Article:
Sloshing is the motion of a free-surface liquid in a partially filled vessel, experienced in marine, automotive, rail, and aerospace industries. During sloshing, the liquid exerts a dynamic force on the surrounding vessel, which may cause leakage or damage to the vessel or its supporting structure. The sloshing motion is a highly nonlinear and random process depending on vessel motion, liquid depth, liquid properties, and vessel geometry.
Resonance also plays a role when the external forcing frequency is close to a natural frequency of the liquid volume. Existing analytical models for predicting the effects of sloshing sometimes offer a reasonable approximation, but their basic assumptions make them invalid for a wide range of applications.
Veryst evaluated several computational methods that can predict liquid sloshing and its effect on the deformation and stresses in the vessel. Multiphase CFD (computational fluid dynamics) methods (such as volume of fluid or phase field) are expensive for this type of application. Single phase CFD methods with free surface modeling are faster, but cannot handle wave breaking and the large deformations. We instead used a mesh-free smoothed particle hydrodynamics (SPH) method, which is a good compromise between accuracy and speed for this application. The model also accounts for the effect of contact between the liquid and the vessel.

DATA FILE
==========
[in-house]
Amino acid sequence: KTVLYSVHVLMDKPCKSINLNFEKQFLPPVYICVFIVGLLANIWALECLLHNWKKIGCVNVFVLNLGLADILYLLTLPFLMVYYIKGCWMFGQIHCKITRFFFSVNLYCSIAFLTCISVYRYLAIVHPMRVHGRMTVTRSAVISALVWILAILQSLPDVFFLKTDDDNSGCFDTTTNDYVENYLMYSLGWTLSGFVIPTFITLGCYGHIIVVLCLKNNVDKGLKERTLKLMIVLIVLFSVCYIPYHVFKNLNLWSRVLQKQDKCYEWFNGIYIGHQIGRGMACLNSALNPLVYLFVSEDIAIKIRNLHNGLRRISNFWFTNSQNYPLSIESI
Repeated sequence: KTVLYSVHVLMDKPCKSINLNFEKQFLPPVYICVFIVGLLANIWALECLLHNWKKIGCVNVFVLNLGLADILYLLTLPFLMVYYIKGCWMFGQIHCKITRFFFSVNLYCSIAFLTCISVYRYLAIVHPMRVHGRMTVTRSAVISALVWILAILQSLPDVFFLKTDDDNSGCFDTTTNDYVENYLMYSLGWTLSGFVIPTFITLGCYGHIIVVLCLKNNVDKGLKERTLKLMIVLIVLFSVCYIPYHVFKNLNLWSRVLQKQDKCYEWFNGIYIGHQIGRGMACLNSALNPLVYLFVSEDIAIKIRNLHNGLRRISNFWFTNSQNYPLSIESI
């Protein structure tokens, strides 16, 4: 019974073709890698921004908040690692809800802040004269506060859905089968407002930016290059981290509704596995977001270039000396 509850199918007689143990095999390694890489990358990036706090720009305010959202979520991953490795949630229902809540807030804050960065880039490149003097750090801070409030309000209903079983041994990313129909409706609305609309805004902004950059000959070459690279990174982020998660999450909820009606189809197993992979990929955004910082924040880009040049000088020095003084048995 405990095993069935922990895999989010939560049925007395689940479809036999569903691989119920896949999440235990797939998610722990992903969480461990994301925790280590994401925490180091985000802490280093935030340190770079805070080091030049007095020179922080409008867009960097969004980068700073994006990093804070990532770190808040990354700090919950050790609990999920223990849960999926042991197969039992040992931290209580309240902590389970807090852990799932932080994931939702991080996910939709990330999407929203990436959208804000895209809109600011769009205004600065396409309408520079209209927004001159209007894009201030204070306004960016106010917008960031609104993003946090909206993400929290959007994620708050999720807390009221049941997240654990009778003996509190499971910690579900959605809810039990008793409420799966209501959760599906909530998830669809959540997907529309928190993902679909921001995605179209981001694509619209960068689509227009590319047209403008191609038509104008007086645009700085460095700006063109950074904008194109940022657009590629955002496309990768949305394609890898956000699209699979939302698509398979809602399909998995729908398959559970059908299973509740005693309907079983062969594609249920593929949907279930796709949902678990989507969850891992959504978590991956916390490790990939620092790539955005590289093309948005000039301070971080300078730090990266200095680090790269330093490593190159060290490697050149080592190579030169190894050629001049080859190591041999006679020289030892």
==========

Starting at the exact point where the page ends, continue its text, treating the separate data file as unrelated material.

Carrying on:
We set up a simulation of a partially filled vessel using SPH in Abaqus/Explicit solver. The tank, which is supported at two locations, is initially moving and undergoes a deceleration that brings it to a stop in 0.1 seconds.
The animation above shows the resulting liquid motion. The graph below shows the horizontal reaction at the tank support due to sloshing. The reaction force is normalized by the maximum horizontal load from a similar simulation without an internal liquid mass. The results show the increased forces resulting from the liquid. Note that for this problem the mass of the liquid is 7.3 times that of the tank.
Although the liquid mass absolutely increases reaction forces, simply adding the weight of the liquid to a tank structural analysis would dramatically overestimate the resulting reaction force. The modeling approach we demonstrated therefore provides a much more accurate design tool for baffles and other wave-breaking designs to control the effect of liquid sloshing.
Baffles are commonly used to suppress the sloshing effect in containers and also enhance the integrity of containers. We also considered the effect of alternating and conventional baffles on sloshing.